Windows & Doors

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If you are planning to add or replace storm windows or doors or you’re considering new replacement windows and/or exterior doors, here’s some information to assist you in making the best decision.

Storm Windows

Storm windows save on fuel bills in two ways.
A tight storm window cuts down drafts and saves on heat loss through the glass itself.
A storm window traps a “dead air” space between the prime window and the storm. This helps hold heat inside the house.
Today, most exterior storm windows are triple-track and include a screen. The windows and screen move along tracks for easy     cleaning. The installer should leave small weep holes at the bottom of each window in order for moisture to escape. In cases where exterior storms aren’t feasible, such as in a historic home, there are interior storm options, which save fuel and increase comfort in the same way as exterior storms.

Replacement Windows

If your windows are rotted, weathered, and cannot be repaired or weather-stripped, it may be advisable to replace them with new double pane windows with “Low-E” or low-emissivity coating. This coating is applied to one surface of the glazing and reflects heat back into your home, thereby increasing the energy efficiency of the window.
When looking for replacement windows, check the weather-stripping. A quality replacement window has durable weather-stripping on all sides of each sash and is easy to operate. The most significant point on a replacement window is the edge spacer, which holds the panes of glass apart, and provides an airtight seal that keeps air and moisture from between the double panes. Pay particular attention to warranties against seal failure when selecting replacement windows.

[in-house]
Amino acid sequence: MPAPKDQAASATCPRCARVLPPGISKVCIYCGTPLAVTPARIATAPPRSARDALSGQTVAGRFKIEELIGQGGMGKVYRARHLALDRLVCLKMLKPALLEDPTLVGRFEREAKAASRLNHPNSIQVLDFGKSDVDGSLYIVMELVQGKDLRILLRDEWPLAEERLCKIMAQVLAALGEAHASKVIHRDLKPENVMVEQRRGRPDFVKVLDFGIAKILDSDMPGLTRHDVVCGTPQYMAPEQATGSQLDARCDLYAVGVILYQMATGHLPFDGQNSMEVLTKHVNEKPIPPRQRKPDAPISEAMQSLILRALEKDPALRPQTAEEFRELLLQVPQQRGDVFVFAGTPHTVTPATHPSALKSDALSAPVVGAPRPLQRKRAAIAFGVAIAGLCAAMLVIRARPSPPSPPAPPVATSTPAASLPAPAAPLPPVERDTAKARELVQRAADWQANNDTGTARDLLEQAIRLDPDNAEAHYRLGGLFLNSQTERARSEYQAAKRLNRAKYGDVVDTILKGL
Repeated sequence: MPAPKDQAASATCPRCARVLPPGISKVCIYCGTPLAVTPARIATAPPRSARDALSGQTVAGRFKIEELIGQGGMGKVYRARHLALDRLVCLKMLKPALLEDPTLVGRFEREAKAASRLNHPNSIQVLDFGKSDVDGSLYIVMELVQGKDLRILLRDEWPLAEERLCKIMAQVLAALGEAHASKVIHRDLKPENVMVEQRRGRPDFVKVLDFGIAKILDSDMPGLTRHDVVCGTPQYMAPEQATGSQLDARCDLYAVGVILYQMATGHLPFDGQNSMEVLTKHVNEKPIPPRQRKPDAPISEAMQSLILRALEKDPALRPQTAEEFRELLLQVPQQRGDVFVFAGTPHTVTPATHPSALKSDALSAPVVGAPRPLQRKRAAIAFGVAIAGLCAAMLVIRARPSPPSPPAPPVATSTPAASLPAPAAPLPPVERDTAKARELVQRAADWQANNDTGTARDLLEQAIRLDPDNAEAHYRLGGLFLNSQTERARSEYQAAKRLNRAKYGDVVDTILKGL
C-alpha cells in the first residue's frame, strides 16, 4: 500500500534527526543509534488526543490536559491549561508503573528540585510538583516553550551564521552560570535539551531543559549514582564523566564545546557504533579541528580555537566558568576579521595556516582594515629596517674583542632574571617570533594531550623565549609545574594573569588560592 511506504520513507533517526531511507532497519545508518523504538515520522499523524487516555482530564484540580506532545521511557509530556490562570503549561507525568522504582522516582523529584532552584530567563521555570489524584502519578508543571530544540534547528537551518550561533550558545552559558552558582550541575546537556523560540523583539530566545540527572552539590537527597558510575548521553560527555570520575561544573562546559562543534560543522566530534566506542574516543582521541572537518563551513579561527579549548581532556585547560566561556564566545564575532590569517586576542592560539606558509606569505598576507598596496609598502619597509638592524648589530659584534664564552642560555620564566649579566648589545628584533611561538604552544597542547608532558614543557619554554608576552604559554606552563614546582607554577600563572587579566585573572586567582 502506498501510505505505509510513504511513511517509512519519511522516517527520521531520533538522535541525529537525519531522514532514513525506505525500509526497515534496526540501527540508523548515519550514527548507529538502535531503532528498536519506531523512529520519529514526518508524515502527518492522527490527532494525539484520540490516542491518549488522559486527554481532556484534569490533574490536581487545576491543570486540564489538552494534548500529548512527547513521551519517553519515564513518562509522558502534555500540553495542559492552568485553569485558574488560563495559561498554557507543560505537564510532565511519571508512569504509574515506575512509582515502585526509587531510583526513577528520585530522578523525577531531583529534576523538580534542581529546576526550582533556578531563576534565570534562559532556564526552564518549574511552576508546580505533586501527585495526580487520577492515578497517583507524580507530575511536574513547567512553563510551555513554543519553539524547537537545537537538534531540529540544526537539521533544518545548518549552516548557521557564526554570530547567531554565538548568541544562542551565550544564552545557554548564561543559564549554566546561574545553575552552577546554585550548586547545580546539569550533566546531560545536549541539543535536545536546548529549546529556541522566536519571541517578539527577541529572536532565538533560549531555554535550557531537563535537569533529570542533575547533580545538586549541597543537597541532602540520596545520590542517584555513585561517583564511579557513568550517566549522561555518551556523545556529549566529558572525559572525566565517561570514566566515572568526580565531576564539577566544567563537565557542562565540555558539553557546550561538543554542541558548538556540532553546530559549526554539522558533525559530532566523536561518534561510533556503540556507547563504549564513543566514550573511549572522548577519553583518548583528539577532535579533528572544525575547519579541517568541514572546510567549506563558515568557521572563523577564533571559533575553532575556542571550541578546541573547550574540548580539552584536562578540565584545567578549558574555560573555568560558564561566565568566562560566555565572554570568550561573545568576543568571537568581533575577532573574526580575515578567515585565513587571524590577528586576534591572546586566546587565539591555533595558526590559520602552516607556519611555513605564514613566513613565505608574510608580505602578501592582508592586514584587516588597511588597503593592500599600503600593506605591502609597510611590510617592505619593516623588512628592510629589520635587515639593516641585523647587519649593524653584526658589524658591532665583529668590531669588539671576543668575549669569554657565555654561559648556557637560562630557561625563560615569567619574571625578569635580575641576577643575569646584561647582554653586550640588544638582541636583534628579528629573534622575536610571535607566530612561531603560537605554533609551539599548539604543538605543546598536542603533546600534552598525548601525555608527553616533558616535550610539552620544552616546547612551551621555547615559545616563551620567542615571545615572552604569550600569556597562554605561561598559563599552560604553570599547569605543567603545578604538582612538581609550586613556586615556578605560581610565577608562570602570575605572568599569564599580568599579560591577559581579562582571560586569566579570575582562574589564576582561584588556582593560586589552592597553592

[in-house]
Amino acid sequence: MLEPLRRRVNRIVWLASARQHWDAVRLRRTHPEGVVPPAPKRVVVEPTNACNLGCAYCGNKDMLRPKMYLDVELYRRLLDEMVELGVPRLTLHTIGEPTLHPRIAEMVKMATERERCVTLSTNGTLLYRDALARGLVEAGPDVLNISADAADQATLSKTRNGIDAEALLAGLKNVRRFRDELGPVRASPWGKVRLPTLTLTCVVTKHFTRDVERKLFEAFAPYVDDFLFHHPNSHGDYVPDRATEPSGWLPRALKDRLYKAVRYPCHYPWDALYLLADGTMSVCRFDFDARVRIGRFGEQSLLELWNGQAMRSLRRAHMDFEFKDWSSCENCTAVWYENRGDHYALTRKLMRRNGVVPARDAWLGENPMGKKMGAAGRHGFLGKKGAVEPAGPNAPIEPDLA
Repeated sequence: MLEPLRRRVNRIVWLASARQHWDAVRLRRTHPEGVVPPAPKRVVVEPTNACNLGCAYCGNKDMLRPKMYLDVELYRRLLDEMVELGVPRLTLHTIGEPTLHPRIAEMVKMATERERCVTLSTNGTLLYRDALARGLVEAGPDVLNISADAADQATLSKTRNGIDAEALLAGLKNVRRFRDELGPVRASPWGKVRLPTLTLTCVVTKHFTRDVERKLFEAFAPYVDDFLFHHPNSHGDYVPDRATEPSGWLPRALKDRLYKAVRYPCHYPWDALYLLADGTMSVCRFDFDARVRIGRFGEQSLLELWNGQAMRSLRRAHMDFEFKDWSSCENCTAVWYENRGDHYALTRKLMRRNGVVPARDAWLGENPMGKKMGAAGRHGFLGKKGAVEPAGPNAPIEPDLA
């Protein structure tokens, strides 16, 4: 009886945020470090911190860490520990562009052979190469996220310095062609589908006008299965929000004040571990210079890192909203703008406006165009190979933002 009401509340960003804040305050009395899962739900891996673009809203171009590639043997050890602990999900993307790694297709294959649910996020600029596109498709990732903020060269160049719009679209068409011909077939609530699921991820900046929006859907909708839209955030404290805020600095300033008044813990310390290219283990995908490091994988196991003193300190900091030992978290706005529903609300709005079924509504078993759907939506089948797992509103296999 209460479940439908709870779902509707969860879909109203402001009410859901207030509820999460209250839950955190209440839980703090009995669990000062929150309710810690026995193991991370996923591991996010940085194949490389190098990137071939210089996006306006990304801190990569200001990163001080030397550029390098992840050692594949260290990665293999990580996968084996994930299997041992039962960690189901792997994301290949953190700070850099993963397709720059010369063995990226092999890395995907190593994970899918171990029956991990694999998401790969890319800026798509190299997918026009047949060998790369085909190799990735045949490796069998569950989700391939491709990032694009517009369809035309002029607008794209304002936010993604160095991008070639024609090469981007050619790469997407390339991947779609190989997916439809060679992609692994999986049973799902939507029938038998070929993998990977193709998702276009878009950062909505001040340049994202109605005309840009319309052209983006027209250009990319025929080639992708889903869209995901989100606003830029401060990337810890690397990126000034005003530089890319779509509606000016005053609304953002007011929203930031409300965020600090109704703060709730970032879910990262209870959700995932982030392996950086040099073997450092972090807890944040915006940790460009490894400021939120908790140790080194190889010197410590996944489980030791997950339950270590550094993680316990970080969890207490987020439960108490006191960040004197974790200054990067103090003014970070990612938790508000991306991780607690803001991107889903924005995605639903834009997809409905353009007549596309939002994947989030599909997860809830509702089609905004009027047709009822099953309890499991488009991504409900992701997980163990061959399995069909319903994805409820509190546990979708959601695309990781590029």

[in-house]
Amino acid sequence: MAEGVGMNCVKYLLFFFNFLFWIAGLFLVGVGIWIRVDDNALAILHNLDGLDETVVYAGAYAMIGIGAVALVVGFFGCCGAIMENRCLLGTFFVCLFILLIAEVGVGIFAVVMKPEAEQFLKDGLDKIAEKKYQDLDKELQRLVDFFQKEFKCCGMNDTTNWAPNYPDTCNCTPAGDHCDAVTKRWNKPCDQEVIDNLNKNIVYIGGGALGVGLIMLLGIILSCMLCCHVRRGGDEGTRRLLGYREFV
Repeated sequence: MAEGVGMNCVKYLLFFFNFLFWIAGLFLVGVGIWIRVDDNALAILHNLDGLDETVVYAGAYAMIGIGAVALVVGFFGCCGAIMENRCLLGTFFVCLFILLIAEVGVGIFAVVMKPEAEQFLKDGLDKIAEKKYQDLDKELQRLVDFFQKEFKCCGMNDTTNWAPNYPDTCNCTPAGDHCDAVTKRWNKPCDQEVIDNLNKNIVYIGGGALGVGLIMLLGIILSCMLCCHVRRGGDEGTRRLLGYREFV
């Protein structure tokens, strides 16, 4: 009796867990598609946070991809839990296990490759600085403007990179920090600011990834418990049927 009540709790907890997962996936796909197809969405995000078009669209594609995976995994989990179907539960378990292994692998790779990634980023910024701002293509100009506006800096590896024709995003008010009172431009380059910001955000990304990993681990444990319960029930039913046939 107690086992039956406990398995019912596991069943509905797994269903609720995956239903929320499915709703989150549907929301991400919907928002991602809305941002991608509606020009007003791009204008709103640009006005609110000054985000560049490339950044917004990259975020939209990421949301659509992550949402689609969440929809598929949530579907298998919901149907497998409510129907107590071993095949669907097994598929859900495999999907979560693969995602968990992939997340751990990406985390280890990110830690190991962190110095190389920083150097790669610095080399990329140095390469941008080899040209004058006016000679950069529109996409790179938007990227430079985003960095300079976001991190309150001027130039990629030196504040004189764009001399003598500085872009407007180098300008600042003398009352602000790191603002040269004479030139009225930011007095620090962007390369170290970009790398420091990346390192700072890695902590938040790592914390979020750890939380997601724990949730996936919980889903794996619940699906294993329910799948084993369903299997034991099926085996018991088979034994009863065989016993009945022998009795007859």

Storm Doors

Storm doors are important because they provide extra draft protection and insulation value to non-insulated exterior doors. They also help to protect the exterior door from the elements. Most storm doors come with a screen for the warmer months. A quality storm door should be sturdy and tight fitting.

Replacement Doors

Exterior doors that are cracked and warped should be replaced with insulating replacement doors. Replacement doors have built-in weather-stripping and a core of insulation in order to stop drafts and slow heat loss through the door. They do not require a storm door for energy efficiency. Remember that windows and doors, no matter how costly, are only as good as their installation. The installer must ensure that storms and replacements fit properly, are adequately caulked and are flush and square in the rough opening. An unprofessional installation will compromise the energy efficiency of window or door, no matter how high-priced or high-tech.

You and Your Contractor

When considering particular storm or replacement windows and doors, make sure you discuss both the warranty and length of warranty with the contractor. The contractor should provide you with all warranty information in writing.
For additional information or suggestions on hiring a contractor, call the Energy New England Toll free Energy Hotline at 1-888-772-4242.